There is an entire Pacific Ocean between Australasia and the Americas, and we still don’t know how these ancestral genomic signals appeared in Central and South America without leaving traces in North America.

Andre Luiz Campelo dos Santos

Findings show a distinct relationship among ancient genomes from northeast Brazil, Lagoa Santa (southeast Brazil), Uruguay and Panama. According to this new concept, the majority of the Pacific coast and the Andes were mostly populated before the Atlantic coast was settled.

“Our study provides key genomic evidence for ancient migration events at the regional scale along South America’s Atlantic coast,” said Michael DeGiorgio, Ph.D., co-corresponding author who specializes in human, evolutionary, and computational genomics and is an associate professor in the Department of Electrical Engineering and Computer Science within FAU’s College of Engineering and Computer Science.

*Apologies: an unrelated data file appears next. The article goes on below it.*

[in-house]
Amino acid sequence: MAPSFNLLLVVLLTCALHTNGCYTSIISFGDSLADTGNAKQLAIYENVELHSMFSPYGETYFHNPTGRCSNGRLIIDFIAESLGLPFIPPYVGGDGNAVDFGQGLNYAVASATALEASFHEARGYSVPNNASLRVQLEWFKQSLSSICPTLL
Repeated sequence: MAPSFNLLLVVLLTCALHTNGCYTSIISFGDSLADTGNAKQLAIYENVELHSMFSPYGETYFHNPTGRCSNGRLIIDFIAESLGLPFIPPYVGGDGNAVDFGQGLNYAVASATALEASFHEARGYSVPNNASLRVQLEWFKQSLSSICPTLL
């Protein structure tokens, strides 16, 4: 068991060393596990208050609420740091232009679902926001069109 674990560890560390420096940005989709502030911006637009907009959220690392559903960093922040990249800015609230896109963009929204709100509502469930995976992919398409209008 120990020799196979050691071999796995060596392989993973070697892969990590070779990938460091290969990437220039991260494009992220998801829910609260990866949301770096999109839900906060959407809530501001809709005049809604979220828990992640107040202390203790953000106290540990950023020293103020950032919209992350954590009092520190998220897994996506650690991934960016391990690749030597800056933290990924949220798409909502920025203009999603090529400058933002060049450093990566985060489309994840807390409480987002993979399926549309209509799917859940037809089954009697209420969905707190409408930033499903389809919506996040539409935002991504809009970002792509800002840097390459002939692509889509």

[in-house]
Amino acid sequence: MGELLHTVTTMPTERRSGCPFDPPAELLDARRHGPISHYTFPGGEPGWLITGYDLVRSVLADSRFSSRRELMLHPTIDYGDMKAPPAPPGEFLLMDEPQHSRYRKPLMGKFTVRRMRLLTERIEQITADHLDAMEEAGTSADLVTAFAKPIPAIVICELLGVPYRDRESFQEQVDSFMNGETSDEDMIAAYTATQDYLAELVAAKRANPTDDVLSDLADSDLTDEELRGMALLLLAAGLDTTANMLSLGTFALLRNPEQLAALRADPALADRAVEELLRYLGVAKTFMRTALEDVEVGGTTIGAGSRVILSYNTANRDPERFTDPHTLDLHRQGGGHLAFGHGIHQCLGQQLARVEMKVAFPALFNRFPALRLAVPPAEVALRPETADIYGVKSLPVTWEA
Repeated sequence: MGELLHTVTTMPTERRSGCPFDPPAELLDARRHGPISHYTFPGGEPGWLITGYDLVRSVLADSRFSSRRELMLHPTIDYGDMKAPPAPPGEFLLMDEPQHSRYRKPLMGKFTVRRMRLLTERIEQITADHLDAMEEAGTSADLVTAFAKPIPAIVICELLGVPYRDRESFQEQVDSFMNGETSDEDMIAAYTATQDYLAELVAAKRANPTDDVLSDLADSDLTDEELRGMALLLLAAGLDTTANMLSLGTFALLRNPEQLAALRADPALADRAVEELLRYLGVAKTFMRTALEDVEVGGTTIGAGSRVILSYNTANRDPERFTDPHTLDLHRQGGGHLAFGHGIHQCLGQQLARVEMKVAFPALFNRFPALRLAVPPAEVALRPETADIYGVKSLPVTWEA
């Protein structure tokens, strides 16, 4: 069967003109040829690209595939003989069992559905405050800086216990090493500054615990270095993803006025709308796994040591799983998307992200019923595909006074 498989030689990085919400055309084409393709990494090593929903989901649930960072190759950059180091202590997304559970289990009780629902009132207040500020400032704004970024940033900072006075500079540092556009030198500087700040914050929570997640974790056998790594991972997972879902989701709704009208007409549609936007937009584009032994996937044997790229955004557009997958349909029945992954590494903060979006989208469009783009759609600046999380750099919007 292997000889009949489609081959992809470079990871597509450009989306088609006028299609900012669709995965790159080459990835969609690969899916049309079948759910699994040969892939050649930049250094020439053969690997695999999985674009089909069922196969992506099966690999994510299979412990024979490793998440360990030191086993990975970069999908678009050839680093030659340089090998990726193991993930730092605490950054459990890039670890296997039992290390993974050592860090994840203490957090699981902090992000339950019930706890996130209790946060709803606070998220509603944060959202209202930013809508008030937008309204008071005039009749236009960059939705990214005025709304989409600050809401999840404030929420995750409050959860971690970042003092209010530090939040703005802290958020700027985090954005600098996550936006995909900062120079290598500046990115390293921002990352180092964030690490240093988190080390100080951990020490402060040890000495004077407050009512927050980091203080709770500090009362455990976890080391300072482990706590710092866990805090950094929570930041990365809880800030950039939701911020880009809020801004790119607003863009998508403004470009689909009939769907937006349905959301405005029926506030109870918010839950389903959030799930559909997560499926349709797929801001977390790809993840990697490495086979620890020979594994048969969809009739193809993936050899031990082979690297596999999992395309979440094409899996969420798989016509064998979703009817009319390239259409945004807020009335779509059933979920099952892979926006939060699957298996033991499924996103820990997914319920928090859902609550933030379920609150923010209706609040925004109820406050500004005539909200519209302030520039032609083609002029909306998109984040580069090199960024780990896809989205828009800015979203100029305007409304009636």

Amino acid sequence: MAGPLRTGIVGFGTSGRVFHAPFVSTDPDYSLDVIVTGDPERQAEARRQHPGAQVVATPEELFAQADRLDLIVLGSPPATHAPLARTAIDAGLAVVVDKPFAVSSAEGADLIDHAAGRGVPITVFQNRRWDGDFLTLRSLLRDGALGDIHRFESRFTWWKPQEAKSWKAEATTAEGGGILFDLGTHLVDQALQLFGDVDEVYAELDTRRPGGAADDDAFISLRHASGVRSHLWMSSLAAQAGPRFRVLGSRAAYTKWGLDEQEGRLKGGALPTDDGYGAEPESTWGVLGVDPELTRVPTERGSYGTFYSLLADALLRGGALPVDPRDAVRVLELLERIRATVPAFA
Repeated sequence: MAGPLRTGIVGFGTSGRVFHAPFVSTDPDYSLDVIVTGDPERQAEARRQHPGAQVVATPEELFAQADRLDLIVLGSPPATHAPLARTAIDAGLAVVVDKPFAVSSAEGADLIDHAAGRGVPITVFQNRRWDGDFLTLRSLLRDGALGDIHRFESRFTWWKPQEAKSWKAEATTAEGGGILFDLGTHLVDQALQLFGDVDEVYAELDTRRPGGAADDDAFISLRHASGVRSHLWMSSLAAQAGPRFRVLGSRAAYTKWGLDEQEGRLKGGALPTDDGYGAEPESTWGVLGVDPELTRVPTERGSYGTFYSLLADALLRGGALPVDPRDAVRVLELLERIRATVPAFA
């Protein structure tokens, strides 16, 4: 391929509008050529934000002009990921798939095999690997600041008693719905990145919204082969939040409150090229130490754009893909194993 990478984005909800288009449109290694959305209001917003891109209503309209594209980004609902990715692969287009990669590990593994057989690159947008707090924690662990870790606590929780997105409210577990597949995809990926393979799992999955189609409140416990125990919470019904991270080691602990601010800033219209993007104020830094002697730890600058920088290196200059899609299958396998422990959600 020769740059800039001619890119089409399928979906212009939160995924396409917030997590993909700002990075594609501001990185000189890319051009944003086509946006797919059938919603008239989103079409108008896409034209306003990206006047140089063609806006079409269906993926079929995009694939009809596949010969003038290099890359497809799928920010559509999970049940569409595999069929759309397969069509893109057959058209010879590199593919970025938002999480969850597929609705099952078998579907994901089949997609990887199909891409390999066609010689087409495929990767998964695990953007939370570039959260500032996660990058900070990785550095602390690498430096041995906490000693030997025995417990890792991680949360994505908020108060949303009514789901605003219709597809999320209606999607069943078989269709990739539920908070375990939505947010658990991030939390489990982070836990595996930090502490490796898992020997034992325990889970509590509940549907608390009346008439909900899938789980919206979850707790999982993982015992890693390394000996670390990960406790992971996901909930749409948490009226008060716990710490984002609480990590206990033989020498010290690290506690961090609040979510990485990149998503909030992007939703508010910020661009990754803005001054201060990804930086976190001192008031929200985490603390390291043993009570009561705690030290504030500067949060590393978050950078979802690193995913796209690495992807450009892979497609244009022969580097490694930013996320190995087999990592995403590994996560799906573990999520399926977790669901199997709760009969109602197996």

“These regional events likely derived from migratory waves involving the initial Indigenous peoples of South America near the Pacific coast.”

Researchers also found strong Australasian (Australia and Papua New Guinea) genetic signals in an ancient genome from Panama.

“There is an entire Pacific Ocean between Australasia and the Americas, and we still don’t know how these ancestral genomic signals appeared in Central and South America without leaving traces in North America,” said Andre Luiz Campelo dos Santos, Ph.D., first author, an archaeologist and a postdoctoral fellow in FAU’s Department of Electrical Engineering and Computer Science.

Researchers found that ancient people from Uruguay and Panama had more Denisovan heritage than Neanderthal ancestry, which further complicated the situation. A group of extinct humans known as denisovans was originally discovered in 2008 using DNA sequences from the tip of a finger bone.

“It’s phenomenal that Denisovan ancestry made it all the way to South America,” says John Lindo, Ph.D., a co-corresponding author of the article who specializes in ancient DNA analysis and is an assistant professor in the Department of Anthropology at Emory University.